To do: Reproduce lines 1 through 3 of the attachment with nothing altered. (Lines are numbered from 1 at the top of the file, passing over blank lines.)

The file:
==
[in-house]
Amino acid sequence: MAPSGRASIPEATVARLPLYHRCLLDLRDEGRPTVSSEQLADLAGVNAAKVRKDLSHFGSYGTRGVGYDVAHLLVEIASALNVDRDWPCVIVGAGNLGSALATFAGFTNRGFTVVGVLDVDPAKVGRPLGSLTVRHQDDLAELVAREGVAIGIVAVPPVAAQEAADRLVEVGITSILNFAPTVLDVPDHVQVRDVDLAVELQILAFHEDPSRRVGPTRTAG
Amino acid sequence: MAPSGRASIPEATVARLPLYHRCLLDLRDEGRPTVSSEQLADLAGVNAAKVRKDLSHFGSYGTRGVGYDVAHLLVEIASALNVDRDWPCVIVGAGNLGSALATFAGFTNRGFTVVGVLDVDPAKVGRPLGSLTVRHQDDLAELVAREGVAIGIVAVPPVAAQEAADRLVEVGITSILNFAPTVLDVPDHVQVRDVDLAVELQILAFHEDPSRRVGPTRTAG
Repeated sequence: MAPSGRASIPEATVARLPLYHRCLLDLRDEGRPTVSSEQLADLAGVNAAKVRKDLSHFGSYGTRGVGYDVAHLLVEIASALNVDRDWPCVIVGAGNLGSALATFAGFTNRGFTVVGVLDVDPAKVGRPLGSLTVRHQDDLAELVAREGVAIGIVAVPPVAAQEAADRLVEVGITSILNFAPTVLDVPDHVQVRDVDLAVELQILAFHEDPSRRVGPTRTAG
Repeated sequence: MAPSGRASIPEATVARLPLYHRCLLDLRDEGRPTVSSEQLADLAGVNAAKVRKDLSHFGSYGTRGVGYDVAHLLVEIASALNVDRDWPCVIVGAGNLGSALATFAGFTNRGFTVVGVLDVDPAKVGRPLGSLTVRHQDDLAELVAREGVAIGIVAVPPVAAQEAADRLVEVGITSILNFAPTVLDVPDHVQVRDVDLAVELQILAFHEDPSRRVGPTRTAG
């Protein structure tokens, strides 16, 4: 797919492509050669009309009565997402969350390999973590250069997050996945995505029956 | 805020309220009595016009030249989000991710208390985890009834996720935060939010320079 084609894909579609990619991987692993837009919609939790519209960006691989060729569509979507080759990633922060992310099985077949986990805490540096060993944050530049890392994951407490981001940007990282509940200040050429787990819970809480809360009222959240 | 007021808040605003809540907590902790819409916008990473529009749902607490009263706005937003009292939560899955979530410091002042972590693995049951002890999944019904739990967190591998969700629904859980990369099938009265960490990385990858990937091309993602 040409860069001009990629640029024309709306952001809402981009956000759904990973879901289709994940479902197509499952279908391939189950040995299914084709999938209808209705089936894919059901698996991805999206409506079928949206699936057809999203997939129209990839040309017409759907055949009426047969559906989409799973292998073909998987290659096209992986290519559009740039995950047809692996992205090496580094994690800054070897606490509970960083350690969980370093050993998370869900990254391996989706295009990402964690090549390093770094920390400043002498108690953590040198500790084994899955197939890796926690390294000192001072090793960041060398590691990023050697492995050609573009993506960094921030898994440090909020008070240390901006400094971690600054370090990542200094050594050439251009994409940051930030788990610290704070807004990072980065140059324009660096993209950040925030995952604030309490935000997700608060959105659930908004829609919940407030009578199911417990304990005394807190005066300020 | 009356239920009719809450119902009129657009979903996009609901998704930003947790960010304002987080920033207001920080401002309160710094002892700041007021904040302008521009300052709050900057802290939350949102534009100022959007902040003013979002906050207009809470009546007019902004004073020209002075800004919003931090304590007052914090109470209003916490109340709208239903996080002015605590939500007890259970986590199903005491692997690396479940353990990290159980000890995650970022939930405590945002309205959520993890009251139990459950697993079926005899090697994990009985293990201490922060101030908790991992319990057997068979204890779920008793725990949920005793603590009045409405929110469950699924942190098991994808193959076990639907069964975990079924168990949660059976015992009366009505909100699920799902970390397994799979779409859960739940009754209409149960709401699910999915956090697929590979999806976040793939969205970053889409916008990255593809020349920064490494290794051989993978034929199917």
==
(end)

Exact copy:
[in-house]
Amino acid sequence: MAPSGRASIPEATVARLPLYHRCLLDLRDEGRPTVSSEQLADLAGVNAAKVRKDLSHFGSYGTRGVGYDVAHLLVEIASALNVDRDWPCVIVGAGNLGSALATFAGFTNRGFTVVGVLDVDPAKVGRPLGSLTVRHQDDLAELVAREGVAIGIVAVPPVAAQEAADRLVEVGITSILNFAPTVLDVPDHVQVRDVDLAVELQILAFHEDPSRRVGPTRTAG
Amino acid sequence: MAPSGRASIPEATVARLPLYHRCLLDLRDEGRPTVSSEQLADLAGVNAAKVRKDLSHFGSYGTRGVGYDVAHLLVEIASALNVDRDWPCVIVGAGNLGSALATFAGFTNRGFTVVGVLDVDPAKVGRPLGSLTVRHQDDLAELVAREGVAIGIVAVPPVAAQEAADRLVEVGITSILNFAPTVLDVPDHVQVRDVDLAVELQILAFHEDPSRRVGPTRTAG